Anita White, the Seattle blues singer best known as Lady A, has released a new song called “My Name Is All I Got”. The track was seemingly written in response to her ongoing legal battle with Lady A, aka the band formerly known as Lady Antebellum. Stream it below.
“My Name Is All I Got” is a boisterous, heartening, blues number about standing tall and being proud of your identity. “Oh they tried to take my name, but my name is all I got,” she sings in the opening verse. Later on in the song, she thanks Margo Price for saying “the real Lady A” should be invited to play the Grand Ole Opry (“That’s what true allyship looks like,” sings White) and comends Chris Stapleton for saying “Black lives matter” in a CBS interview, notes Pitchfork.
This is the latest in an ongoing tug-of-war between the Seattle artist and the Grammy-winning country trio. Amidst the Black Lives Matter protests that took place this summer, Lady Antebellum announced they were dropping the “ntebellum” from their name because of the word’s historic ties to slavery and white supremacy. The band failed to do any research about the new moniker they were adopting, however, because they didn’t realize there was already a Lady A who had been writing music as a solo artist for decades.
When an agreement between the two parties couldn’t be reached, the newly rebranded Lady A sued White in an effort to get legal clearance to operate under their new name. The band claimed that the decision to file a lawsuit stemmed from White “demanding a $10 million payment.” That money, as White later clarified, would be split in half to rebrand herself and to donate to organizations supporting Black independent artists — a tradeoff so that Lady Antebellum could keep the Lady A moniker without jeopardizing a solo artist’s sole music career.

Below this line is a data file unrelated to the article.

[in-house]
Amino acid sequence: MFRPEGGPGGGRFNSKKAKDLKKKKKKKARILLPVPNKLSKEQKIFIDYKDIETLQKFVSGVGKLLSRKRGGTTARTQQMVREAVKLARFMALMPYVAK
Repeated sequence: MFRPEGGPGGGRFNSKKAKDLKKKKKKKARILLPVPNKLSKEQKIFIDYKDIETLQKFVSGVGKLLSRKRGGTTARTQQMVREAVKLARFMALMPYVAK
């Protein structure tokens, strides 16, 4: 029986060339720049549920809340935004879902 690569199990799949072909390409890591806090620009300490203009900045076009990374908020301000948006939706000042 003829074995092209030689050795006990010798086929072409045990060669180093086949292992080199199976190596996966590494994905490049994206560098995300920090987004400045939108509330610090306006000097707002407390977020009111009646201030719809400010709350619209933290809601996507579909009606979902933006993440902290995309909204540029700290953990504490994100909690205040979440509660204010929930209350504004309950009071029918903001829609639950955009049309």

In September, White responded by filing a lawsuit of her own in the US District Court’s Western District of Washington. Naming the band’s members Charles Kelley, David Haywood, and Hillary Scott alongside Lady A Entertainment, LLC, the suit argued that White’s “nationwide common law rights in the trademark Lady A” predate those of any similar rights “allegedly owned by Lady Antebellum.”
“Lady A is my brand, I’ve used it for over 20 years, and I’m proud of what I’ve done,” White said previously of Lady Antebellum’s name change. “This is too much right now. They’re using the name because of a Black Lives Matter incident that, for them, is just a moment in time. If it mattered, it would have mattered to them before. It shouldn’t have taken George Floyd to die for them to realize that their name had a slave reference to it.”